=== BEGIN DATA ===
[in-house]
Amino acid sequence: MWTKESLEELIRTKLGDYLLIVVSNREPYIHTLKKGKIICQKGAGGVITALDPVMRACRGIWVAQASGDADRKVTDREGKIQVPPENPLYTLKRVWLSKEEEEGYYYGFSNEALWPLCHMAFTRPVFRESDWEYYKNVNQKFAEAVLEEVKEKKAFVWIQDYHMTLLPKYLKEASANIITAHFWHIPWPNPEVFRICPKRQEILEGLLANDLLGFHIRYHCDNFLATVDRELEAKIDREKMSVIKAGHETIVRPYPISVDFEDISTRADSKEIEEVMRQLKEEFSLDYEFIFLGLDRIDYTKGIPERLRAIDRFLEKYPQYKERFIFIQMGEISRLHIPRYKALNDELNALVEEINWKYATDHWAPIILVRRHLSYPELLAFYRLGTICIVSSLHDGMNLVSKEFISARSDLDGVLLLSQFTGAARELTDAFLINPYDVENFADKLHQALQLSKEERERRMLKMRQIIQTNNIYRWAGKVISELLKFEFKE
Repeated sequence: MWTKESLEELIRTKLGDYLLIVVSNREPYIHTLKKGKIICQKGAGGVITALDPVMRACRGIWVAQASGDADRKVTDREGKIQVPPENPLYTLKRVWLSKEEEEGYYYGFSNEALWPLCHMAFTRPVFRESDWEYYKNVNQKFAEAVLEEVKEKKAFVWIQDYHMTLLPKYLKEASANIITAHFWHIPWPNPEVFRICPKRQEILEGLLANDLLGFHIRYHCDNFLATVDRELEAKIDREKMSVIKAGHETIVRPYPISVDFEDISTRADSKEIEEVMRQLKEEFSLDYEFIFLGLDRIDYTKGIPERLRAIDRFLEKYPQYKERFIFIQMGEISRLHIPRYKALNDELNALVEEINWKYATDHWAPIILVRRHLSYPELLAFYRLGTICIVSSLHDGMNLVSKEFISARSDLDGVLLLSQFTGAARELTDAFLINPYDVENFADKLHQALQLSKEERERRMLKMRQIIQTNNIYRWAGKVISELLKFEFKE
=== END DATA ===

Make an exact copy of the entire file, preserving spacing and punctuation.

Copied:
[in-house]
Amino acid sequence: MWTKESLEELIRTKLGDYLLIVVSNREPYIHTLKKGKIICQKGAGGVITALDPVMRACRGIWVAQASGDADRKVTDREGKIQVPPENPLYTLKRVWLSKEEEEGYYYGFSNEALWPLCHMAFTRPVFRESDWEYYKNVNQKFAEAVLEEVKEKKAFVWIQDYHMTLLPKYLKEASANIITAHFWHIPWPNPEVFRICPKRQEILEGLLANDLLGFHIRYHCDNFLATVDRELEAKIDREKMSVIKAGHETIVRPYPISVDFEDISTRADSKEIEEVMRQLKEEFSLDYEFIFLGLDRIDYTKGIPERLRAIDRFLEKYPQYKERFIFIQMGEISRLHIPRYKALNDELNALVEEINWKYATDHWAPIILVRRHLSYPELLAFYRLGTICIVSSLHDGMNLVSKEFISARSDLDGVLLLSQFTGAARELTDAFLINPYDVENFADKLHQALQLSKEERERRMLKMRQIIQTNNIYRWAGKVISELLKFEFKE
Repeated sequence: MWTKESLEELIRTKLGDYLLIVVSNREPYIHTLKKGKIICQKGAGGVITALDPVMRACRGIWVAQASGDADRKVTDREGKIQVPPENPLYTLKRVWLSKEEEEGYYYGFSNEALWPLCHMAFTRPVFRESDWEYYKNVNQKFAEAVLEEVKEKKAFVWIQDYHMTLLPKYLKEASANIITAHFWHIPWPNPEVFRICPKRQEILEGLLANDLLGFHIRYHCDNFLATVDRELEAKIDREKMSVIKAGHETIVRPYPISVDFEDISTRADSKEIEEVMRQLKEEFSLDYEFIFLGLDRIDYTKGIPERLRAIDRFLEKYPQYKERFIFIQMGEISRLHIPRYKALNDELNALVEEINWKYATDHWAPIILVRRHLSYPELLAFYRLGTICIVSSLHDGMNLVSKEFISARSDLDGVLLLSQFTGAARELTDAFLINPYDVENFADKLHQALQLSKEERERRMLKMRQIIQTNNIYRWAGKVISELLKFEFKE